The Massachusetts Criminal Justice Reform Coalition is a diverse cross-section of leaders who find common ground in the urgent need for comprehensive corrections reform.

The Coalition supports law enforcement, county sheriffs, the judiciary, agency officials, and legislative leaders working to advance comprehensive change across the criminal justice system. MassINC provides staffing and organizational support for the Coalition.

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Articles from CJRC

Finding Common Ground

Recapping the Fourth Annual Criminal Justice Reform Coalition Policy Summit

Finding Common Ground The Fourth Annual Criminal Justice Reform Coalition Policy Summit brought together over 300 leaders on Monday morning at the Omni Parker House in Boston. The program, entitled Finding Common Ground, featured a two-part conversation on reform and reinvestment, presentations of new polling (slides) and research, and remarks from a diverse group of thought leaders. Representative Katherine

City Councilor highlights reentry initiative

OTO’s collaboration, coordination of reentry services has proven success

Boston City Councilor Andrea Campbell held a hearing to review the Overcoming the Odds program (OTO), a reentry initiative from Community Resources for Justice. The goal of this initiative is to better engage individuals with existing programs and services and overcome barriers to success that individuals too often face following reentry. The program relies on

Uncovering the economic growth/criminal justice reform link

Forum on criminal records

MassINC, the Massachusetts Bar Association, and the Federal Reserve Bank of Boston co-hosted a forum on criminal records policy last week at the John Adams Courthouse. The forum featured new research by the bank examining the impact of criminal records and criminal records reform legislation on employment. Bob Triest, a labor market economist who leads

Profiles in Courage

The MassCJRC Journal

Last month, Governor Baker introduced much anticipated legislation to address recommendations made by the Council of State Governments (CSG) on backend criminal justice reform. In public remarks given on the same day the CSG legislative package was unveiled, Chief Justice Gants called this work a “first down, not a touchdown.” Calling attention to the State

The National Day of Empathy

Event Recap

On March 1, MassINC joined with the national bipartisan initiative #cut50 along with organizations across the country for a single day of action to highlight the strength of the bipartisan criminal justice reform movement. The Day of Empathy united groups from Boston to Oakland in solidarity, as a way to generate compassion and understanding on

State leaders unveil bill aimed at cutting recidivism

Officials divided on further changes, Gants urges repeal of most mandatory minimums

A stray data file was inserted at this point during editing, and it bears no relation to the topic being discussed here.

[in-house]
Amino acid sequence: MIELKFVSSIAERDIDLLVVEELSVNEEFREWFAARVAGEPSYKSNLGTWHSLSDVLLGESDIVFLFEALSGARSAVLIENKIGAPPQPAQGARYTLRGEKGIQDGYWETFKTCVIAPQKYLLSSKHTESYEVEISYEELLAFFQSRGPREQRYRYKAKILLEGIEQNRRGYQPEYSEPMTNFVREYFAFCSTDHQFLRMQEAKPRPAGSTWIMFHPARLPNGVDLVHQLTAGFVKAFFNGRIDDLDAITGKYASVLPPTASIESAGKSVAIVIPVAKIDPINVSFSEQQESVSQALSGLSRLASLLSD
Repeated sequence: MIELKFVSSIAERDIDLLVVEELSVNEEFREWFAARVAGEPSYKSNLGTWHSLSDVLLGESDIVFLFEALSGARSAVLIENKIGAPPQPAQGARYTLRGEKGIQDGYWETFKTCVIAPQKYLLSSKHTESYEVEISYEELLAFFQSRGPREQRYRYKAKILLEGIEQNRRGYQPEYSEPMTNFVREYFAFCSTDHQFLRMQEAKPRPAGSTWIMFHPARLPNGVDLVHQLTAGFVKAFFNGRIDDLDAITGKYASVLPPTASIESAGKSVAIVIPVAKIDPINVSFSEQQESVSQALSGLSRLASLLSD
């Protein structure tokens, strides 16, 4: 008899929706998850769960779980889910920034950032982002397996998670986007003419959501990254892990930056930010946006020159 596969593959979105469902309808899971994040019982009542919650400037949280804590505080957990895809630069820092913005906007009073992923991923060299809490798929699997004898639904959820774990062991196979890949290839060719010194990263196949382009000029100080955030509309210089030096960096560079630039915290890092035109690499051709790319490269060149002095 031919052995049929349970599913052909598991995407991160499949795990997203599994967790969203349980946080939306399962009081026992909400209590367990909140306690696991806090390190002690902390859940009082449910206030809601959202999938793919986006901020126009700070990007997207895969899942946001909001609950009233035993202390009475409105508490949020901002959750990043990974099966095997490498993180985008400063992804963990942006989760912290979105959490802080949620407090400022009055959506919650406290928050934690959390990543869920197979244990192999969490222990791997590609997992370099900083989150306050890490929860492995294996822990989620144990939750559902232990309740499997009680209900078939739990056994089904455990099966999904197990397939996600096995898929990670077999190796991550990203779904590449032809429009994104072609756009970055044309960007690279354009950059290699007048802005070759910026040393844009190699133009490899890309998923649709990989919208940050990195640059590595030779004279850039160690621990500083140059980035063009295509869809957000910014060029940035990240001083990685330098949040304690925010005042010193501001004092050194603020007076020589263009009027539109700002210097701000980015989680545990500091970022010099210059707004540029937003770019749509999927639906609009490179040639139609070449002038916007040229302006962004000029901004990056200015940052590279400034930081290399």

STATE LEADERS UNVEILED long-awaited legislation Tuesday aimed at reducing recidivism rates in the criminal justice system. But whether the bill tackles the most pressing issue facing the system or simply marks a good first step in what should be a more sweeping reform process depends on which leader is speaking. That divide is likely to

Senators outline broad criminal justice reform agenda

Lawmakers look to broaden scope beyond pending report

SAYING THE TIME is right for the state to take a look at sweeping criminal justice reforms, a group of Democratic state senators is urging the Legislature to take up bills addressing everything from mandatory minimum drug sentences to fines and fees that lawmakers say are unfairly leading some people to spend time behind bars

MassINC Year In Review

Looking back at our work in 2016

Happy Holidays and Happy New Year! 2016 has been an incredible year for the MassINC family which includes our Policy Center, CommonWealth magazine and the MassINC Polling Group. Please take a moment to look through the highlights of substantive research, civic events, and journalism from 2016 and consider making a year-end donation that will help us

Activists interrupt criminal justice meeting

Advocates worried reform bill won’t address sentencing issues

CHANTING “JOBS NOT JAIL,” advocates for criminal justice reform briefly disrupted the final meeting of a state criminal justice policy commission today, part of a growing chorus of voices expressing concern that state leaders are preparing to put forward legislation that won’t include major changes to sentencing laws. The protest came as advocates and lawmakers

Press coverage

  • EDITORIAL: Cut the waste before enacting new tax schemes

    As for efficiencies, one likely candidate appears to be the state’s correctional system, where a 12 percent drop in the inmate population since 2011 hasn’t been offset with a similar decrease in spending. Rather, it’s increased 18 percent over the same period. Those contradictory figures were the subject of a forum earlier in the week by MassINC and the Massachusetts Criminal Justice Reform Coalition.

    Read more…

  • Aim prison budgets at rehabilitation